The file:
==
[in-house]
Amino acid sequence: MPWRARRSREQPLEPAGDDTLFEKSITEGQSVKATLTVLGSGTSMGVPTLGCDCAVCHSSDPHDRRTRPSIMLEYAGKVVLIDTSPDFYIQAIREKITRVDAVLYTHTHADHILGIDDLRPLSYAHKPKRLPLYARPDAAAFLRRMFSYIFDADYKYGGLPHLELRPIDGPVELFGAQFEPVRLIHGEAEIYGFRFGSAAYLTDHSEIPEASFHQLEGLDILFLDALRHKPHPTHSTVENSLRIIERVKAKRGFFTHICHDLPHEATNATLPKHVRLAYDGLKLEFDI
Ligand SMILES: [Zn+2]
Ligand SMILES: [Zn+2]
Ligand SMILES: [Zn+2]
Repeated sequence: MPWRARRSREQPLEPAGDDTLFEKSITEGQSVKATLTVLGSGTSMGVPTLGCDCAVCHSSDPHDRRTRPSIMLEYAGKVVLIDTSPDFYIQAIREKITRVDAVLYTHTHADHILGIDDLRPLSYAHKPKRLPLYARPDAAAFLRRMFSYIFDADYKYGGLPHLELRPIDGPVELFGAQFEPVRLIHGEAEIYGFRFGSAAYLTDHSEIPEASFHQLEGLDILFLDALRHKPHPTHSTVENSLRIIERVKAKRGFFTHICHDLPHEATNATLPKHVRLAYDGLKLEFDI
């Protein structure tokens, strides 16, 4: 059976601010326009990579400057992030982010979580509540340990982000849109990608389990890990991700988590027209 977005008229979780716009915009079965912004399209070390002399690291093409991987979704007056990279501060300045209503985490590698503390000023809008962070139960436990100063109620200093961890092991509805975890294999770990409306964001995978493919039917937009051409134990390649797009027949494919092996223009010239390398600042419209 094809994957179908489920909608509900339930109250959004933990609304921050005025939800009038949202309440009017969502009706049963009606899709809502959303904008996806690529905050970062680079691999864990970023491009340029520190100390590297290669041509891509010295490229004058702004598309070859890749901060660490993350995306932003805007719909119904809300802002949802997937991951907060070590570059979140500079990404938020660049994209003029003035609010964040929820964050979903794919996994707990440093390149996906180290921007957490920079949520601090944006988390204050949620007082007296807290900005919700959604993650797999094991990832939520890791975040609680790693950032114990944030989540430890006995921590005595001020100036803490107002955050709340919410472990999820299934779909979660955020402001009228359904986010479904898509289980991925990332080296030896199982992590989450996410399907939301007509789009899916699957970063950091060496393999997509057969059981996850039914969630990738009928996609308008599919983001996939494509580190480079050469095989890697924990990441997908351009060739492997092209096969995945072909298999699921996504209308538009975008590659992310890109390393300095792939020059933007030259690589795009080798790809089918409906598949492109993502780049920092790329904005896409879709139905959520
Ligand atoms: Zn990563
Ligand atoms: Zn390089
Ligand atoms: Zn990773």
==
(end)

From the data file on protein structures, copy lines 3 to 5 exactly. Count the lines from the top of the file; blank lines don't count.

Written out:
Ligand SMILES: [Zn+2]
Ligand SMILES: [Zn+2]
Ligand SMILES: [Zn+2]